U.S. stocks ended slightly higher Wednesday, amid a sharp rebound in oil prices, while the Dow snapped a seven-day slide.
“Investors are in a wait-and-see mode ahead of the jobs report,” said Adam Sarhan, CEO at Sarhan Capital, noting that a strong report could provoke a sell-off, as it raises the possibility of a Federal Reserve rate hike. The jobs report is due Friday morning.
The Dow Jones industrial average closed about 40 points higher. Goldman Sachs and Apple contributed the most gains on the Dow. The S&P 500 ended 0.3 percent, led higher by financials and energy, and the Nasdaq outperformed, rising about 0.4 percent higher as Apple rose 1 percent.
Crude prices were broadly higher Wednesday, with U.S. oil settling 3.3 percent higher at $40.83 a barrel, after the Energy Information Administration said oil inventories rose 1.4 million barrels last week. The EIA also said, however, the number of gasoline barrels fell last week. West Texas Intermediate futures settled below $40 for the first time since April on Tuesday.
“I think people are looking at oil inventories as more of a supply issue, and that’s why it’s holding up,” said Robert Pavlik, chief market strategist at Boston Private Wealth. “Supply can be controlled much more easily than demand.”
WTI briefly erased its gains right after the EIA’s data release.
“What we need get our arms around is oil,” said Art Hogan, chief market strategist at Wunderlich Securities, noting that Venezuela, Nigeria and Canada have restarted their oil production after a series of disruptions.
On the earnings front, several companies posted quarterly results before the bell, including Time Warner, which beat expectations on the bottom line. Time Warner shares were up more than 2.5 percent in afternoon trade ET.
“Earnings … have been pretty much as expected, but it’s too early to see what the impact of Brexit is going to be,” said Maris Ogg, president at Tower Bridge Advisors. “You’ve had management” not guiding positively.
Companies scheduled to report quarterly results after the bell include Tesla Motors, Marathon Oil, and Herbalife.
Wall Street also digested U.S. employment data, as the ADP private payrolls report came in better than expected.
“Notwithstanding the better than expected print, the slowing hiring trend continues. The 3 month average job gain is now 174k and the 6 month average is 180k. These figures compare with job growth of 207k in 2015 and 234k in 2014. On one hand, employers are running out of qualified warm bodies to hire but also, slowing profits and shrinking profit margins don’t lend itself to a pick up in hiring,” Peter Boockvar, chief market analyst at The Lindsey Group, said in a note to clients.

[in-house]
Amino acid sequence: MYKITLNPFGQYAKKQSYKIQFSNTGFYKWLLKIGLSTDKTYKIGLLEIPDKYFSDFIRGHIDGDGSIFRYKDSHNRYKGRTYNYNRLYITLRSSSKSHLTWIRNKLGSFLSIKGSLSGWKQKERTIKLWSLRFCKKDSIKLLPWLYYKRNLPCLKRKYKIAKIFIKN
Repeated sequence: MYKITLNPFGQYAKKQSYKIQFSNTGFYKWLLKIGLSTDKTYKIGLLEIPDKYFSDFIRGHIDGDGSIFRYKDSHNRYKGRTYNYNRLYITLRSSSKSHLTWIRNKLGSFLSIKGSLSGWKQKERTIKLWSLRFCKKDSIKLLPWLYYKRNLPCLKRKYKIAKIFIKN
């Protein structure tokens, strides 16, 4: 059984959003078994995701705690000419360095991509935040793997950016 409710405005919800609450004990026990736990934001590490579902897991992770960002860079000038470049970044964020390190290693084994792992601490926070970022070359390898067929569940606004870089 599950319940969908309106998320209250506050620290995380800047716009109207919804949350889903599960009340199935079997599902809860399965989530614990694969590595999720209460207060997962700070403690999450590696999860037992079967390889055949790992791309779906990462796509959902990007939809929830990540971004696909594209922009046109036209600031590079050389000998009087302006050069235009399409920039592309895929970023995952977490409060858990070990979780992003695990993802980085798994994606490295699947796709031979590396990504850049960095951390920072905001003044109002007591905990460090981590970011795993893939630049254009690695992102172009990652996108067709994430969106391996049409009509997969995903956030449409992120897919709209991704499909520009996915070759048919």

That said, Wunderlich’s Hogan said “it doesn’t look like we’re going to slip back into that May aberration.” The ADP report is often used as a preview to the Bureau of Labor Statistics’ jobs report.
Other data released Wednesday included the July ISM services number, which showed expansion, but came in below estimates. The Markit Services PMI for July came in at 51.4, showing slight expansion. Any number below 50 indicates a contraction.
On Tuesday, the Dow notched its first seven-day losing streak since last year, albeit trading in a very narrow range.
“We’ve been down for seven days in a row, but if you add that up it doesn’t add up to 1 percent,” Hogan said.
Tower Bridge’s Ogg said she expects the market to remain in a tight range until after the U.S. presidential elections have concluded.
“Once Hillary [Clinton] gets elected, people … are going to breathe a sigh of relief,” she said, noting she sees very little chance of GOP candidate Donald Trump winning the election. “Once we get past the election, things are going to start clearing up.”
U.S. Treasurys were mostly flat, with the two-year yield trading at 0.66 percent and the 10-year yield around 1.54 percent. The dollar gained about 0.5 percent against a basket of currencies, with the euro near $1.115 and the yen around 101.2.
Overseas, Asian stocks traded mostly lower, with the Nikkei 225 falling 1.8 percent and the Shanghai composite gaining 0.24 percent. In Europe, stocks closed mixed.
The Dow Jones industrial average closed 41.23 point higher, or 0.23, at 18,355, with JPMorgan Chase leading advancers and Pfizer the greatest laggard.
The S&P 500 rose 6.76 point, or 0.31 percent, to close at 2,163.79, with energy leading six sectors higher and utilities the top decliner.
The Nasdaq composite gained 22 points, or 0.43 percent, to end at 5,159.74.
The CBOE Volatility Index (VIX), widely considered the best gauge off ear in the market, traded lower, near 12.8.
About two stocks advanced for every decliner at the New York, with an exchange volume of 883.89 million and a composite volume 3.665 billion at the close.
Gold futures for December delivery settled $7.90 lower at $1,364.70 per ounce.